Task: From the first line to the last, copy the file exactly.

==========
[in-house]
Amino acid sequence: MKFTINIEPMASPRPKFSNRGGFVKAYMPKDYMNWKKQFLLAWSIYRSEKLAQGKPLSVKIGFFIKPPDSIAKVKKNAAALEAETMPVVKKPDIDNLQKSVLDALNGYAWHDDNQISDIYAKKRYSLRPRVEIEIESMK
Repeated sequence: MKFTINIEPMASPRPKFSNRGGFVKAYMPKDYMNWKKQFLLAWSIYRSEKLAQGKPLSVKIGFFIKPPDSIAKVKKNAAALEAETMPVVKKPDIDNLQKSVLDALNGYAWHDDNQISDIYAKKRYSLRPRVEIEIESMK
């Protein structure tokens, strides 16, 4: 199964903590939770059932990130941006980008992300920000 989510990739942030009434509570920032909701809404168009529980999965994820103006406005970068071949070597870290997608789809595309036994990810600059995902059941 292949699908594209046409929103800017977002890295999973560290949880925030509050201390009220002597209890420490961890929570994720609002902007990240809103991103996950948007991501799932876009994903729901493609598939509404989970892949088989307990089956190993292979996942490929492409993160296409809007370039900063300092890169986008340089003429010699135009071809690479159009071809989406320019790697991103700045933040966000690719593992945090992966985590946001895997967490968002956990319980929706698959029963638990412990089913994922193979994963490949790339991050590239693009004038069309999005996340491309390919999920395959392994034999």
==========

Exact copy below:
[in-house]
Amino acid sequence: MKFTINIEPMASPRPKFSNRGGFVKAYMPKDYMNWKKQFLLAWSIYRSEKLAQGKPLSVKIGFFIKPPDSIAKVKKNAAALEAETMPVVKKPDIDNLQKSVLDALNGYAWHDDNQISDIYAKKRYSLRPRVEIEIESMK
Repeated sequence: MKFTINIEPMASPRPKFSNRGGFVKAYMPKDYMNWKKQFLLAWSIYRSEKLAQGKPLSVKIGFFIKPPDSIAKVKKNAAALEAETMPVVKKPDIDNLQKSVLDALNGYAWHDDNQISDIYAKKRYSLRPRVEIEIESMK
């Protein structure tokens, strides 16, 4: 199964903590939770059932990130941006980008992300920000 989510990739942030009434509570920032909701809404168009529980999965994820103006406005970068071949070597870290997608789809595309036994990810600059995902059941 292949699908594209046409929103800017977002890295999973560290949880925030509050201390009220002597209890420490961890929570994720609002902007990240809103991103996950948007991501799932876009994903729901493609598939509404989970892949088989307990089956190993292979996942490929492409993160296409809007370039900063300092890169986008340089003429010699135009071809690479159009071809989406320019790697991103700045933040966000690719593992945090992966985590946001895997967490968002956990319980929706698959029963638990412990089913994922193979994963490949790339991050590239693009004038069309999005996340491309390919999920395959392994034999």